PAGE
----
Cloud of uncertainty shrouds Nova Scotia film industry under new tax incentive


HALIFAX – A Nova Scotia film industry worker says a cloud of uncertainty has shrouded the province’s film industry since the implementation of a new incentive program, forcing many workers to find employment elsewhere with no major projects on the horizon.

Kimberlee McTaggart, who has worked as an editor in post-production in Nova Scotia for nearly 30 years, said people are leaving in droves in search of work. She said she’s not sure if the industry will be able to bounce back.

“It’s been truly heartbreaking,” said McTaggart in a recent interview.

“I have to feed my family… and there’s a chance that I’m not going to do what I love doing. That’s the thing about film. People don’t just do it to earn a buck. People do it because they can’t do anything else. It’s in their blood.”

McTaggart said she does not have any confirmed work lined up after finishing a project that was filmed under the previous film tax incentive. Normally she would be busy until Christmas, she said.

The new incentive program took effect July 2.

Under the $10 million film production fund, projects can get a 25 per cent refund of all production costs including labour. It replaces a $24 million tax credit that gave projects a 50 per cent rebate for labour costs.

McTaggart said if production does not pick up soon, resources built over decades such as companies who rent out camera gear will pick up and leave, making Nova Scotia even less attractive for filming.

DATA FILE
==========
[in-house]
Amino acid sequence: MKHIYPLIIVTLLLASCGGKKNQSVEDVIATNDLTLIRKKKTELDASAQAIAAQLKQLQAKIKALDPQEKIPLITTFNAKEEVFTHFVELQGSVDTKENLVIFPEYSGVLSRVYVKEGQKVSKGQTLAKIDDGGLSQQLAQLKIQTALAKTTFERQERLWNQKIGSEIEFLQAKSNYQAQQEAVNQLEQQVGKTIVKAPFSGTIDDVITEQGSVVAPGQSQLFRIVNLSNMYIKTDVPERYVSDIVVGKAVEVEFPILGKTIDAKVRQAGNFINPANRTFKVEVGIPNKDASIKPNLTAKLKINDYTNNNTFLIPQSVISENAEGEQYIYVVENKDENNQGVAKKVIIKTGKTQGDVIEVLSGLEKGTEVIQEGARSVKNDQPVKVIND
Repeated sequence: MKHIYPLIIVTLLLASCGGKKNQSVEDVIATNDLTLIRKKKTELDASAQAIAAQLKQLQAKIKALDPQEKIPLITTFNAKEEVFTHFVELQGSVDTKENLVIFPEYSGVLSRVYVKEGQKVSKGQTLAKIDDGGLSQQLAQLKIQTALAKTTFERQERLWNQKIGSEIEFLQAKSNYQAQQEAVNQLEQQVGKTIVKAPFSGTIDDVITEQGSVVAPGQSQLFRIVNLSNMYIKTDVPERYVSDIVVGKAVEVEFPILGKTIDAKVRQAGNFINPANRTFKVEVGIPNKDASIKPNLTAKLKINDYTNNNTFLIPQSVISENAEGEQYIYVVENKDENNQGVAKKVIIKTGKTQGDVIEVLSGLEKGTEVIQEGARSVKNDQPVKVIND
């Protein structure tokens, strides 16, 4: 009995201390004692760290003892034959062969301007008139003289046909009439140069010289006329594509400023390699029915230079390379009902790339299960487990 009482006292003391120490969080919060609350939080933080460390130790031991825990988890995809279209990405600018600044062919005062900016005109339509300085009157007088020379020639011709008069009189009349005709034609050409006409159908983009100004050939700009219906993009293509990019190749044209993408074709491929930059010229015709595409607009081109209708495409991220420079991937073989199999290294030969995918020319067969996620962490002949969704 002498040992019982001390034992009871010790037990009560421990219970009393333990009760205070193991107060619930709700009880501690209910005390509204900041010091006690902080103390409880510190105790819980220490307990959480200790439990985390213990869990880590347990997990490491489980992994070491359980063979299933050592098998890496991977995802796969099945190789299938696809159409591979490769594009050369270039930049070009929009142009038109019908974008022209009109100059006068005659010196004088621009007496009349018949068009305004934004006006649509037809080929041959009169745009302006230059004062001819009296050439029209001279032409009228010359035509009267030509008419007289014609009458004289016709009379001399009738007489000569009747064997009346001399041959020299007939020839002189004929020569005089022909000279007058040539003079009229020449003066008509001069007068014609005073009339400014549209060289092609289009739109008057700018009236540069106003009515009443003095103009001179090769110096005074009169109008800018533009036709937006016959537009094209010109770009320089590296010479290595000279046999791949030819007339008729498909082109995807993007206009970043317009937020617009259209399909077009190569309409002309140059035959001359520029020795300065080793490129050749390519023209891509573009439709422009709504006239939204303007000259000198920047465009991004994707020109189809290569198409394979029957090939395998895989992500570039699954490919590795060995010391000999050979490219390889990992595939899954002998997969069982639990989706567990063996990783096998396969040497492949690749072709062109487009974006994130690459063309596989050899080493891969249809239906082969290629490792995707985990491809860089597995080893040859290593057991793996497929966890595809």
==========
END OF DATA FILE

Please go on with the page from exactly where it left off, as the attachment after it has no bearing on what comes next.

But Marc Almon, co-chairman of Screen Nova Scotia, said he’s hopeful the once-thriving industry will recover.

“There’s potential for the industry to survive this,” said Almon in a recent phone interview. “Hopefully we can find ways to get projects coming here again. But there has been some damage done.”

Almon said summer is normally a busy filming season for Nova Scotia, but the fallout from the provincial government’s decision this spring to reduce the film tax credit created uncertainty that may have dissuaded projects from coming.

“Normally this would be a very, very busy time period and with the Canadian dollar dropping the way it is, the film industry is booming across the country, but it’s not here,” said Almon, whose organization advocates on behalf of the film industry in Nova Scotia.

Almon said his group is now working with Nova Scotia Business Inc., the arm’s-length Crown corporation that administers the fund, to promote it and bring major projects back to the province.

“I do think that the system has the potential to work,” said Almon. “The danger is that we’re going to lose some critical infrastructure that has taken 20 years to build here if we don’t find work for people soon.”

Nova Scotia Business Inc. declined a request for an interview.

But in a short email statement, president and CEO Laurel Broten said NSBI is working to promote the new fund “through our corporate social and web channels as well as direct channels to industry stakeholders and news media.”

Enrique Posner, the Madrid-based producer of “The Healer,” the last feature film to be made in Nova Scotia under the province’s previous film tax credit, said he still would have brought the film to the province under the new guidelines.

“This new incentive scheme is very workable,” said Posner.

“Once it’s very clear to people that there is continuity and that the rules have changed slightly but that they are in place, I think that will get producers confidence back up and coming and exploring this beautiful part of the world.”

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